Underwater options

Produced by Tolley in association with Andrew Rainford
Underwater options

The following Employment Tax guidance note Produced by Tolley in association with Andrew Rainford provides comprehensive and up to date tax information covering:

  • Underwater options
  • What are they?
  • When do underwater options appear?
  • Why is this a problem?
  • Solving the underwater option problem
  • Choices available
  • Technical considerations
  • Formalities
  • Plan limits
  • Individual limits
  • More...

IP COMPLETION DAY: 11pm (GMT) on 31 December 2020 marked the end of the Brexit transition / implementation period entered into following the UK’s withdrawal from the EU. At this point in time, key transitional arrangements came to an end and significant tax changes associated with Brexit began to take effect. This document contains guidance on subjects potentially impacted by these changes. Before continuing your research, see the Brexit ― personal and employment tax implications guidance note.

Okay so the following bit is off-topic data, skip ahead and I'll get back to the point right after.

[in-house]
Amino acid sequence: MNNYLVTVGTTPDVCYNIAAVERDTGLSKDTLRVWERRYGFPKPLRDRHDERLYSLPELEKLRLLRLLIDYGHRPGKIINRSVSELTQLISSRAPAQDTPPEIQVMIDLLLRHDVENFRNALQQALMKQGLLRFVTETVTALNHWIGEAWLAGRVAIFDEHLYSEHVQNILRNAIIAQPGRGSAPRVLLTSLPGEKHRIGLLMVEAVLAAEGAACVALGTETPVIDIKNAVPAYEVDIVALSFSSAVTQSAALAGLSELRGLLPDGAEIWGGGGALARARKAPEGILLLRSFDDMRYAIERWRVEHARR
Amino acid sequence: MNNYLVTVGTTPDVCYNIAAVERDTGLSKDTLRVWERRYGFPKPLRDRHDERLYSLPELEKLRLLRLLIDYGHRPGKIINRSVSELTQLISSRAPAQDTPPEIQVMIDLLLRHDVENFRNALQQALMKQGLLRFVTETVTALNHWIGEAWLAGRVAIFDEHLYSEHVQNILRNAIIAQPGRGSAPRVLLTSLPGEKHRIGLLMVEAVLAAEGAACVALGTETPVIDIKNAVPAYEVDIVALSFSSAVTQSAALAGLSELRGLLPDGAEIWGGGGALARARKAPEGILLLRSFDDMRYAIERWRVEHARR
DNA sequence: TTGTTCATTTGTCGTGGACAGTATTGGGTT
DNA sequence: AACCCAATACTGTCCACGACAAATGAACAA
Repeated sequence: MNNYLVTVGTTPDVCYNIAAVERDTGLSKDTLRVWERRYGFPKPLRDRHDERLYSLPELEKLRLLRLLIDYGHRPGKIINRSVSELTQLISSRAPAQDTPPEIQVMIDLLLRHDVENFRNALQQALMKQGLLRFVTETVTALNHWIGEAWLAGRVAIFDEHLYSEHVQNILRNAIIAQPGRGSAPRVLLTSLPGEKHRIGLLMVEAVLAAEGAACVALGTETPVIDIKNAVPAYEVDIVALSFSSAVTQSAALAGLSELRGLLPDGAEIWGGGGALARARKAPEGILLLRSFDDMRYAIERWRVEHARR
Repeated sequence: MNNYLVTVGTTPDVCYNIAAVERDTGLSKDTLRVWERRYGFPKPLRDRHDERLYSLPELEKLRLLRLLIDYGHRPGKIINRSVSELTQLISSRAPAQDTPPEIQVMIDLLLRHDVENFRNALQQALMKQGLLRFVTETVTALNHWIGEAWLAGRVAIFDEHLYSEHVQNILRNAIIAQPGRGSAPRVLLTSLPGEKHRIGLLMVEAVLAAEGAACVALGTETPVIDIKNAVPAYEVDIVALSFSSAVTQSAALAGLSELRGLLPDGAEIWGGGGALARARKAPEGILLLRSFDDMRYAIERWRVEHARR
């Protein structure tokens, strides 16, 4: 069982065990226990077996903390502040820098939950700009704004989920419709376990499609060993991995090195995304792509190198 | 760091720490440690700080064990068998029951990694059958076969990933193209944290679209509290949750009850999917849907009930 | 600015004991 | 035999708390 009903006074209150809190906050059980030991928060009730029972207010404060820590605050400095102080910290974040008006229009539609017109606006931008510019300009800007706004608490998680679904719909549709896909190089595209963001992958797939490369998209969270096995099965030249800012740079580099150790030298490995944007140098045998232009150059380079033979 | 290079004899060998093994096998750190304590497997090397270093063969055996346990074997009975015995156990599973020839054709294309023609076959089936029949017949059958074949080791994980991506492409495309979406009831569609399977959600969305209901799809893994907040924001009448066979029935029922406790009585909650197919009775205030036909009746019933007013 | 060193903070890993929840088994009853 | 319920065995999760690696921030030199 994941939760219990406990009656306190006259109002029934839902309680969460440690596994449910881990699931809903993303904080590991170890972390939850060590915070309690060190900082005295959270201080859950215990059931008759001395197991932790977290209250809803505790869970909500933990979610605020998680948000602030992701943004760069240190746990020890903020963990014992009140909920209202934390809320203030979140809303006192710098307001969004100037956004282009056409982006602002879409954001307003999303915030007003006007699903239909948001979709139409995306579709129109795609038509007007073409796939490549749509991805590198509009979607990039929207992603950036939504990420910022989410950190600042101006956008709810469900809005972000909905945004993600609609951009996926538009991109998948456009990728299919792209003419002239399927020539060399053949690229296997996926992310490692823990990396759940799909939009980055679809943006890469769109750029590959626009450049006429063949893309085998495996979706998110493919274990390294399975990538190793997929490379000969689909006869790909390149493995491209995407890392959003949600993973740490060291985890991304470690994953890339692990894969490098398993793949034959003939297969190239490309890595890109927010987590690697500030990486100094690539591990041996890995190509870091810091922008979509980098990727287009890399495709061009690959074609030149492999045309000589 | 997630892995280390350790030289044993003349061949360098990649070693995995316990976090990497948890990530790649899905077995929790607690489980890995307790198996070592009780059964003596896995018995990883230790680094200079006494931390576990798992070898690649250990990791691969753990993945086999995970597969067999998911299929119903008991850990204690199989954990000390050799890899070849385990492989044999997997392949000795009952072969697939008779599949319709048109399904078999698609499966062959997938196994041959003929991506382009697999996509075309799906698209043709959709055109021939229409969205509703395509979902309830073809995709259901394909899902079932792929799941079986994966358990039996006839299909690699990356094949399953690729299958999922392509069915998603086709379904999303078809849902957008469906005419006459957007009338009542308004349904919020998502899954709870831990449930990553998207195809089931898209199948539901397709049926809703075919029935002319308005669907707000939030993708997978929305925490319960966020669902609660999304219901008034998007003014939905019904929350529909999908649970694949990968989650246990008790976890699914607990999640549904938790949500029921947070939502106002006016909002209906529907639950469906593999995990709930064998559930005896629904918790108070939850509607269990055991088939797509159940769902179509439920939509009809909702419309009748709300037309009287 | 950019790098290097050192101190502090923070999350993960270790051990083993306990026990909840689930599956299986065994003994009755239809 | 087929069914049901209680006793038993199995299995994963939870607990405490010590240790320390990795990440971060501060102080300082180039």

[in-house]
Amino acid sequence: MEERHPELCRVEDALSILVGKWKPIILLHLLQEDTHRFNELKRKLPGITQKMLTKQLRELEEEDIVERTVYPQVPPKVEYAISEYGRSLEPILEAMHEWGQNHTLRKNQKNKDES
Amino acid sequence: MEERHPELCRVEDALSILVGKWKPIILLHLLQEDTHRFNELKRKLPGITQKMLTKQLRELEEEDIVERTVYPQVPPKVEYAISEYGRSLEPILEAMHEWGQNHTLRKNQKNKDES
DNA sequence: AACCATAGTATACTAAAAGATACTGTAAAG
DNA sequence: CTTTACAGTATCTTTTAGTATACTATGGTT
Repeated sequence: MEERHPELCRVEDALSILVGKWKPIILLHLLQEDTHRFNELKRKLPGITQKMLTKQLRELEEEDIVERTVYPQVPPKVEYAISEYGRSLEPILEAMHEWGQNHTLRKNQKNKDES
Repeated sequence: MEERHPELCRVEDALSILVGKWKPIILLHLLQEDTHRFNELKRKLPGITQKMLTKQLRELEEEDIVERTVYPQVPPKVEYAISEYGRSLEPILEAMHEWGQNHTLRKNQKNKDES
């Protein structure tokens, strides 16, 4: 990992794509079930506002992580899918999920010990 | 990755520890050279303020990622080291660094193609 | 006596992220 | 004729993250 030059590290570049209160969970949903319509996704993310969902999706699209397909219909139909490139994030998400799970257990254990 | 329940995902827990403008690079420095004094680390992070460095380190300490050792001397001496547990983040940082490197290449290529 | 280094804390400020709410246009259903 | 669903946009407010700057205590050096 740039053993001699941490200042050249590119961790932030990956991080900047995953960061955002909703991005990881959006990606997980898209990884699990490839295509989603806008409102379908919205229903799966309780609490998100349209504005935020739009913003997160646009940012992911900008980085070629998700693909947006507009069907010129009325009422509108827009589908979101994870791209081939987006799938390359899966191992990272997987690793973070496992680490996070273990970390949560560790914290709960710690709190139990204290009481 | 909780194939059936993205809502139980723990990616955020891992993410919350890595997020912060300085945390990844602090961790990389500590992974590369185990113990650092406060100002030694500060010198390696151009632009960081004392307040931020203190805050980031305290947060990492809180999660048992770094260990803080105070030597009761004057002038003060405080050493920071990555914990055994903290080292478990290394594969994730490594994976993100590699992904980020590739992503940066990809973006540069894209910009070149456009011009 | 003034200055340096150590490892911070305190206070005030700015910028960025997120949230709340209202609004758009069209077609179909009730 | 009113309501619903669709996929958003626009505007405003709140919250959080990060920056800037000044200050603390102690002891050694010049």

What are they?

An option becomes an underwater option if the current price of the shares under option has fallen below the price payable on the exercise of the option. Underwater options cause concerns when there is no reasonable prospect of share price recovery in the short or medium term, eg two to five years.

When do underwater options appear?

Underwater options commonly arise if after an option is granted:

  1. there is a bear market where share prices fall generally

  2. specific events affect a particular sector, eg bank shares in the early stages of the 2008 financial crisis, or in the aftermath of the EU referendum on 23 June 2016, when the FTSE 250 index dropped sharply, although it later recovered

  3. there is war or a natural or other disaster, eg oil companies shares after a major oil spill

  4. there is lack of confidence in a particular company or its management, eg following highly publicised criticism of Board members

Why is this a problem?

For the option holder, the option has no value and there is no financial incentive or reward.

For the employer, if underwater options do not incentivise employees, or have a demotivating effect, staff performance and retention may be affected. Employees can move job without losing valuable options and may seek better rew

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